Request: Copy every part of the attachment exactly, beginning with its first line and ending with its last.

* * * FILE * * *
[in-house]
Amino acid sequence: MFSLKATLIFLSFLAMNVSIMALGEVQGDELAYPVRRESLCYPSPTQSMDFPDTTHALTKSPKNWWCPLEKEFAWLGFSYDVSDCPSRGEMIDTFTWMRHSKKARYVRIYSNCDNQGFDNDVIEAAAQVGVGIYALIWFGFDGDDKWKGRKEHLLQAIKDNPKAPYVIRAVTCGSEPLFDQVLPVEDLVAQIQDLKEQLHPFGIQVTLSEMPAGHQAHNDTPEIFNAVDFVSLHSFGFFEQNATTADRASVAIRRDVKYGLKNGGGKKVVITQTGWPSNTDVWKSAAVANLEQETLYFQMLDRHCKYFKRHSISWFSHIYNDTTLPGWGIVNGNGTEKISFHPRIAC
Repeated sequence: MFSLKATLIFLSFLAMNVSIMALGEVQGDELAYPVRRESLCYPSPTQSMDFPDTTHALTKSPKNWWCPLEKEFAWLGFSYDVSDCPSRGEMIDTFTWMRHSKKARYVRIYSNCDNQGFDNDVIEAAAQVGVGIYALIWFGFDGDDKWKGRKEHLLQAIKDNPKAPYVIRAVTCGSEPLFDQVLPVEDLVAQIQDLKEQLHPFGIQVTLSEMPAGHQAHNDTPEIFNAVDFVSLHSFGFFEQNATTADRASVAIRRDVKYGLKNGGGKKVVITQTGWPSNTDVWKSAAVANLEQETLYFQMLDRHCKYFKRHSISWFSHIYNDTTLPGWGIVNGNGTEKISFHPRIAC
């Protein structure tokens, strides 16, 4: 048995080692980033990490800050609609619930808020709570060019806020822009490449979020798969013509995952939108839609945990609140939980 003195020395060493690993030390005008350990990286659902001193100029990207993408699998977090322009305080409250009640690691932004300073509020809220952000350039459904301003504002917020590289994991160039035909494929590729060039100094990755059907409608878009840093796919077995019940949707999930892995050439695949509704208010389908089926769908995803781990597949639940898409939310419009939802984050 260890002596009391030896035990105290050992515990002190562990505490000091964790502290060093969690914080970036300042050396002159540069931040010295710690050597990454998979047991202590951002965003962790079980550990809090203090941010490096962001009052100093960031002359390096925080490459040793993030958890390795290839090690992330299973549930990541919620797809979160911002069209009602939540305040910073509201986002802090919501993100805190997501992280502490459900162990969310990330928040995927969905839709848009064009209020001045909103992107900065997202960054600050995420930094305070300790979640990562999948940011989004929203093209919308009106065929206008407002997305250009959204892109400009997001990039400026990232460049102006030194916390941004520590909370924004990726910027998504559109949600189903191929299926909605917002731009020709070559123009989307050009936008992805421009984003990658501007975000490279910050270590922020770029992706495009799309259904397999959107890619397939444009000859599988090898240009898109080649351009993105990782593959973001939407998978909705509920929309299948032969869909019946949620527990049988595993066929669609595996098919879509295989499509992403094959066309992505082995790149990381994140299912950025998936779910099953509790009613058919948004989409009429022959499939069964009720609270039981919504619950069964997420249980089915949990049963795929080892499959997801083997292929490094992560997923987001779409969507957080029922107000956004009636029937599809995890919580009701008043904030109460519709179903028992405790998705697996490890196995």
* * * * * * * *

[in-house]
Amino acid sequence: MFSLKATLIFLSFLAMNVSIMALGEVQGDELAYPVRRESLCYPSPTQSMDFPDTTHALTKSPKNWWCPLEKEFAWLGFSYDVSDCPSRGEMIDTFTWMRHSKKARYVRIYSNCDNQGFDNDVIEAAAQVGVGIYALIWFGFDGDDKWKGRKEHLLQAIKDNPKAPYVIRAVTCGSEPLFDQVLPVEDLVAQIQDLKEQLHPFGIQVTLSEMPAGHQAHNDTPEIFNAVDFVSLHSFGFFEQNATTADRASVAIRRDVKYGLKNGGGKKVVITQTGWPSNTDVWKSAAVANLEQETLYFQMLDRHCKYFKRHSISWFSHIYNDTTLPGWGIVNGNGTEKISFHPRIAC
Repeated sequence: MFSLKATLIFLSFLAMNVSIMALGEVQGDELAYPVRRESLCYPSPTQSMDFPDTTHALTKSPKNWWCPLEKEFAWLGFSYDVSDCPSRGEMIDTFTWMRHSKKARYVRIYSNCDNQGFDNDVIEAAAQVGVGIYALIWFGFDGDDKWKGRKEHLLQAIKDNPKAPYVIRAVTCGSEPLFDQVLPVEDLVAQIQDLKEQLHPFGIQVTLSEMPAGHQAHNDTPEIFNAVDFVSLHSFGFFEQNATTADRASVAIRRDVKYGLKNGGGKKVVITQTGWPSNTDVWKSAAVANLEQETLYFQMLDRHCKYFKRHSISWFSHIYNDTTLPGWGIVNGNGTEKISFHPRIAC
């Protein structure tokens, strides 16, 4: 048995080692980033990490800050609609619930808020709570060019806020822009490449979020798969013509995952939108839609945990609140939980 003195020395060493690993030390005008350990990286659902001193100029990207993408699998977090322009305080409250009640690691932004300073509020809220952000350039459904301003504002917020590289994991160039035909494929590729060039100094990755059907409608878009840093796919077995019940949707999930892995050439695949509704208010389908089926769908995803781990597949639940898409939310419009939802984050 260890002596009391030896035990105290050992515990002190562990505490000091964790502290060093969690914080970036300042050396002159540069931040010295710690050597990454998979047991202590951002965003962790079980550990809090203090941010490096962001009052100093960031002359390096925080490459040793993030958890390795290839090690992330299973549930990541919620797809979160911002069209009602939540305040910073509201986002802090919501993100805190997501992280502490459900162990969310990330928040995927969905839709848009064009209020001045909103992107900065997202960054600050995420930094305070300790979640990562999948940011989004929203093209919308009106065929206008407002997305250009959204892109400009997001990039400026990232460049102006030194916390941004520590909370924004990726910027998504559109949600189903191929299926909605917002731009020709070559123009989307050009936008992805421009984003990658501007975000490279910050270590922020770029992706495009799309259904397999959107890619397939444009000859599988090898240009898109080649351009993105990782593959973001939407998978909705509920929309299948032969869909019946949620527990049988595993066929669609595996098919879509295989499509992403094959066309992505082995790149990381994140299912950025998936779910099953509790009613058919948004989409009429022959499939069964009720609270039981919504619950069964997420249980089915949990049963795929080892499959997801083997292929490094992560997923987001779409969507957080029922107000956004009636029937599809995890919580009701008043904030109460519709179903028992405790998705697996490890196995």